Chumphon National Museum (พิพิธภัณฑสถานแห่งชาติชุมพร) Established in 1995 at Khao Samkaew, the museum provides an overview of the province.[10]

Namtok Heo Lom (น้ำตกเหวโหลม) Waterfalls.

Por Ta Chongdong Summit (ยอดเขาพ่อตาโชงโดง) about 1,000 meters high, on clear days the summit is an Andaman Sea viewpoint.

Por Ta Mangkre Summit (ยอดเขาพ่อตามังเคร)

Khao Thung-Klong Pi waterfall (เขาทุ่ง-น้ำตกคลองปิ) The main waterway of the Lang Suan River and Khlong Pi waterfall.

Haew Ta Jan-Haew Phlu Nang waterfall (น้ำตกเหวตาจันทร์-น้ำตกเหวพลูหนัง)



Phato Rafting (งานเทศกาลล่องแพพะโต๊ะ)Held during February to April. Highlights include a mini-marathon race and rafting.

Lang Suan's Fruit Fair (งานวันผลไม้เมืองหลังสวน) This fair is organized annually around August. The fruit market here exhibits a variety of fruits and there is a fruits contest.

Traditional Boats Procession and Boat Race (งานประเพณีแห่พระแข่งเรือ) Originally, this event began in King Rama III's period around 1844. The festival, commencing annually in October, includes boats decorated with Buddha images from various temples.

Celebration in Honouring Prince of Chumphon Shrine (งานเทิดพระเกียรติ กรมหลวงชุมพรเขตรอุดมศักดิ์) Held annually 19–25 December, honours the Father of the Royal Thai Navy, Admiral Krom Luang Chumphon Khet Udomsak, whose life and work is exhibited at this fair.

Chumphon Sea-World Fair (งานเปิดโลกทะเลชุมพร) The Fair is to promote local incomes and tourism as well as to conserve the natural resources of Chumphon. It is annually held in March at Hat Sai Ri. The activities include a fishing competition, exhibition and contest of pictures of related interesting places as well as mini marathon racing contest.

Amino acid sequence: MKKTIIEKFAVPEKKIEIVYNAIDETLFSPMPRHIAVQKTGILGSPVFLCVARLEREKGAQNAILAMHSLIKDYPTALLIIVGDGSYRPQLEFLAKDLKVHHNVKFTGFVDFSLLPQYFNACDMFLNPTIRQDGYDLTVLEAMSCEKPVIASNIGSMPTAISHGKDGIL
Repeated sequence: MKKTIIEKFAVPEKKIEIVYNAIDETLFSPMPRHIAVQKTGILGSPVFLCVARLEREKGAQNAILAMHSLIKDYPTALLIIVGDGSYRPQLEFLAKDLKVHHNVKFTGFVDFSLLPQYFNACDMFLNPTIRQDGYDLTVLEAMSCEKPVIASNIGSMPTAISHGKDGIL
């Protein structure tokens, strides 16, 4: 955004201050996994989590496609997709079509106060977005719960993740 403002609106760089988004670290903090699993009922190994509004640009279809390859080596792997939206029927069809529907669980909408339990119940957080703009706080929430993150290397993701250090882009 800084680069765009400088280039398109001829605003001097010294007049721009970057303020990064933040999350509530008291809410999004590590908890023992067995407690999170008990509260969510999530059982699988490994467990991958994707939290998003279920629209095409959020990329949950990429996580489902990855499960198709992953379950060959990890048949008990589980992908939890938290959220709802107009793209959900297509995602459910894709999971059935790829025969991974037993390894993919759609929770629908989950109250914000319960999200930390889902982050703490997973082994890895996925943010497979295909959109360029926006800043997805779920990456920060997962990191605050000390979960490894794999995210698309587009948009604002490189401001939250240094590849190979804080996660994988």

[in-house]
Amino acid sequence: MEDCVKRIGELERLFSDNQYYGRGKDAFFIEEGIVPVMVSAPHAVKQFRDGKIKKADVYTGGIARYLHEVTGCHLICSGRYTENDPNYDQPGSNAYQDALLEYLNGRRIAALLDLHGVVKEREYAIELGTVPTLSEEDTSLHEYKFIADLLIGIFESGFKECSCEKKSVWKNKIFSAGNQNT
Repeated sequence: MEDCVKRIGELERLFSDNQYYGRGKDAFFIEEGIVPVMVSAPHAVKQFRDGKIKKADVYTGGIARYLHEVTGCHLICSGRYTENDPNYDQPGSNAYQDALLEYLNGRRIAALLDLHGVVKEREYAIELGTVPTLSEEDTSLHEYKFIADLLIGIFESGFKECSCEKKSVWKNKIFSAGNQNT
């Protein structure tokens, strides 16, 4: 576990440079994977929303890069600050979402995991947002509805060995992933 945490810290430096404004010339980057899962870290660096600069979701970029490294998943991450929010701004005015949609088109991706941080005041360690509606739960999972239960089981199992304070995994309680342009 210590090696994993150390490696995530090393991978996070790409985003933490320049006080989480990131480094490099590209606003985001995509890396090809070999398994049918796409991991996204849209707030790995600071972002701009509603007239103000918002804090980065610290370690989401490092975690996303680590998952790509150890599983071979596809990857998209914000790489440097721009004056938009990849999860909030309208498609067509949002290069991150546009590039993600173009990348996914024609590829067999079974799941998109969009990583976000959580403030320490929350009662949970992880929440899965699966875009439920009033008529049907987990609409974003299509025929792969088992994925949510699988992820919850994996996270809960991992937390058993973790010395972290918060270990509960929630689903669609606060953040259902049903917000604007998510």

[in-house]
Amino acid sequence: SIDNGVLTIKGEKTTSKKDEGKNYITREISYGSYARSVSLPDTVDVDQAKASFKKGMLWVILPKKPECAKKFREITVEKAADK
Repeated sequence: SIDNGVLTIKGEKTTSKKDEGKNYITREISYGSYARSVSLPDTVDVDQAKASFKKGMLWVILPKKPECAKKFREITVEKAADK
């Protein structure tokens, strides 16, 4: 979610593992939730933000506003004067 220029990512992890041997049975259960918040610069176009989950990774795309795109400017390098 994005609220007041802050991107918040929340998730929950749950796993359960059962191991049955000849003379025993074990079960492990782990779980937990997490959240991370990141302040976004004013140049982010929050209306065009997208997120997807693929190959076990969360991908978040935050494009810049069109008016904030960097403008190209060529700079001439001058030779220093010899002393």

Chumphon King and Princess's Cup Boat Race (งานแข่งเรือยาวชิงถ้วยพระราชทานพระบาทสมเด็จพระเจ้าอยู่หัวและสมเด็จพระเทพรัตนราชสุดาฯ สยามบรมราชกุมารี) Held annually in August. Competing boats are decorated and are from different parts of the country.


  1. ^ "Population of the Kingdom" (PDF). Department of Provincial Affairs (DOPA) Thailand (in Thai). 2014-12-31. Retrieved 19 Mar 2015. 
  2. ^ "Chumphon". Tourism Authority of Thailand (TAT). Retrieved 4 November 2015. 
  3. ^ a b c Chinmaneevong, Chadamas (2016-01-27). "Unpretentious beauty". Bangkok Post. Retrieved 27 January 2016. 
  4. ^ พระบรมราชโองการ ประกาศ ยุบรวมท้องที่บางมณฑลและบางจังหวัด (PDF). Royal Gazette (in Thai) 48 (0 ก): 576–578. February 21, 1932. 
  5. ^ Thailand Human Trafficking Datasheet,
  6. ^ "Putrajaya's migrant deluge woes", The Star, Kuala Lumpur, 13 May 2015,
  7. ^ "Chumphon". THAILEX Travel Encyclopedia. Retrieved 31 May 2015. 
  8. ^ "(CJM) Chumphon Airport Overview". FlightStats. Retrieved 4 November 2015. 
  9. ^ "Wat Chao Fa Sala Loi". Tourism Authority of Thailand (TAT). Retrieved 31 May 2015. 
  10. ^ "Chumphon National Museum". TAT. Retrieved 4 November 2015. 

External links[edit]

Coordinates: 10°29′34″N 99°10′45″E / 10.49278°N 99.17917°E / 10.49278; 99.17917